While I am young and have lived far fewer big life events than other writers, I don’t think that’s held back my work. I may have never had a pregnancy, or a miscarriage, or an abusive husband, but I tapped into what all of those situations cluster around: fear. Anger. Loss. I’m young, but I have enough life in me to have experienced those emotions. I was drawn to write about a character losing her mind precisely because such a tragedy could happen to anyone, under the right set of circumstances. That was the whole point of the story. That’s what made it scary. My attitude wasn’t, hey, look how crazy this woman is, something I know all about because I too am crazy and therefore have full authority to write this character, but rather, look at this dark alley that you’ll never want to visit again. I understand how it would feel to be alone in it.
When you write, even if not with fear or anger, at the least you need to do it with understanding and love for the characters you create—whom you base on what you know to be true. The rest is up to imagination, intel gathering, and passive absorption.
One of the main reasons people may be afraid of writing outside of their specific lived experience is they’re afraid of doing it wrong. There is definitely more of a risk in leaping into what we don’t know but are interested in, but isn’t writing supposed to be risky? It takes more work to write about these things—both time-wise, because we have to do research (and let’s be clear: there’s no excuse for sloppiness. You do your homework, and that dinner at Bocuse in Lyon, France that you have never, and realistically may never, experience, will look, feel, smell and taste exactly as it would in real life (thanks, Internet!)), and also emotional strain-wise as you strive to be as authentic and exacting as possible. But the fact is the harder you work on something, the better it’s going to be. Writing things that are difficult and challenging generally does take so much out of me, at first—but, then, it gives me back so much more.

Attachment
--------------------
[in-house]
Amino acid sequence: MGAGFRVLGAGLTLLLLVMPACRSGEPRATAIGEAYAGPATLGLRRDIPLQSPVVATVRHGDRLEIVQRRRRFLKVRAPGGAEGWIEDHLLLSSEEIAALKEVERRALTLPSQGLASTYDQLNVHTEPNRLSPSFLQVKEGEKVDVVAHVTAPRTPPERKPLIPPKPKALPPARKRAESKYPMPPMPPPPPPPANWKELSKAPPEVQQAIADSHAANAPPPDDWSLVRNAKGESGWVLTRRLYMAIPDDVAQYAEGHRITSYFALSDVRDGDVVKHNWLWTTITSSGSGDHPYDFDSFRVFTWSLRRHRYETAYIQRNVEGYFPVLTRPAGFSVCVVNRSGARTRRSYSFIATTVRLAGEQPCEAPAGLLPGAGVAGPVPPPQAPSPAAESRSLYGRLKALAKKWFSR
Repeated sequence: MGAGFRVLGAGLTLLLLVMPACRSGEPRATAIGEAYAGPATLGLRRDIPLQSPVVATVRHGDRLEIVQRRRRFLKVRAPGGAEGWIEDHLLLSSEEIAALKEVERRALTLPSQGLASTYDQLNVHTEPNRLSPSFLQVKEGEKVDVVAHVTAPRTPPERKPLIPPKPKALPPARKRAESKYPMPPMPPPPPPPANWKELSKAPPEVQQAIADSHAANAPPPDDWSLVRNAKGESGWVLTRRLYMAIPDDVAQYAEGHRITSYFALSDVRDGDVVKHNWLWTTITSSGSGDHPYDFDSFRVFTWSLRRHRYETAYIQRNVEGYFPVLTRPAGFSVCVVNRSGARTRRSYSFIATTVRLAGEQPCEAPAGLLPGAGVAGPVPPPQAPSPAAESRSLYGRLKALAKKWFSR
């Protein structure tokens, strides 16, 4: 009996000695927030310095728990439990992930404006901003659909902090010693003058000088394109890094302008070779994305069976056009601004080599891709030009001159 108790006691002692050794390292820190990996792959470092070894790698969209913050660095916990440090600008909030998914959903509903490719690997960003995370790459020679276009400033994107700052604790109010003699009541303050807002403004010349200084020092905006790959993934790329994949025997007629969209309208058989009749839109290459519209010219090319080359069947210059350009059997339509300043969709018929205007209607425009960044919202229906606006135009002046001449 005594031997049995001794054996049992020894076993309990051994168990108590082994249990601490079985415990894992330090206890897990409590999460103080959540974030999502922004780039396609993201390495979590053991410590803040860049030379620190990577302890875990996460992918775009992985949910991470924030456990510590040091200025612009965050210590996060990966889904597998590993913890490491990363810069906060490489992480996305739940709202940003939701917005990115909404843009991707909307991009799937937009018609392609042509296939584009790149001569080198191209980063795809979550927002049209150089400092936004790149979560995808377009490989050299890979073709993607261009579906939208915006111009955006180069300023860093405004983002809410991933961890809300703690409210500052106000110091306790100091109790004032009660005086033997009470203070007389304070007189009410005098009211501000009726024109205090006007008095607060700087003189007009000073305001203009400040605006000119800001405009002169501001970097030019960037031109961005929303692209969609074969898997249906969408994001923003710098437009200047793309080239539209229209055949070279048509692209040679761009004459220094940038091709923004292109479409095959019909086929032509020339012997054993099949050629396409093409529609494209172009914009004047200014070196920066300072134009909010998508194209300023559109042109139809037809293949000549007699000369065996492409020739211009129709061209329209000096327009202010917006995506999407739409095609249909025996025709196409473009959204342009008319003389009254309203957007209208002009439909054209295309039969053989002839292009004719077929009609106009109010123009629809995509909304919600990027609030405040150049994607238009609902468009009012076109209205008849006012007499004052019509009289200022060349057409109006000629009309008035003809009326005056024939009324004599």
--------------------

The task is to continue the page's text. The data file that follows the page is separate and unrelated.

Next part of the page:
There is also responsibility in straying from the logistics of your life and your familiar lived experience. And conscionability. To what end would you write from the point of view of another person, or one who is of another race, religion, or sexual orientation? Would you be appropriating that person’s authentic experience? Would you be celebrating it? Do you have the right to enter into another person’s life in order to make meaning? Perhaps much depends on how you frame it?
These are valuable questions to ask as we share in the work of giving rise to our shared human experience, one in which each individual is the sum of her experiences, experiences that have made her intrinsically her.
This is why it’s important for writers to recognize and act responsibly in community with one another, to be able to ask for each other for the input and wisdom that we may lack as individuals, but that serve to bring us together. We write alone, but being a writer is a community act.
What’s interesting about axioms is they evolve as do the people who either adhere to or criticize them. Here are some words from known writers on the subject of writing what they know:
“Why does one begin to write? Because she feels misunderstood, I guess. Because it never comes out clearly enough when she tries to speak. Because she wants to rephrase the world, to take it in and give it back again differently, so that everything is used and nothing is lost. Because it’s something to do to pass the time until she is old enough to experience the things she writes about.”
“It’s better to write about things you feel than about things you know about.”
Iain M. Banks:
“The trouble with writing fiction is that it has to make sense, whereas real life doesn’t.”
“While I’m writing, I’m far away;
and when I come back, I’ve gone.”
“A good writer possesses not only his spirit but also the spirit of his friends.”
“I write because I don’t know what I think until I read what I say.”
“Books choose their authors; the act of creation is not entirely a rational and conscious one.”
“Write what you know. That should leave you with a lot of free time.”
“To survive, you must tell stories.”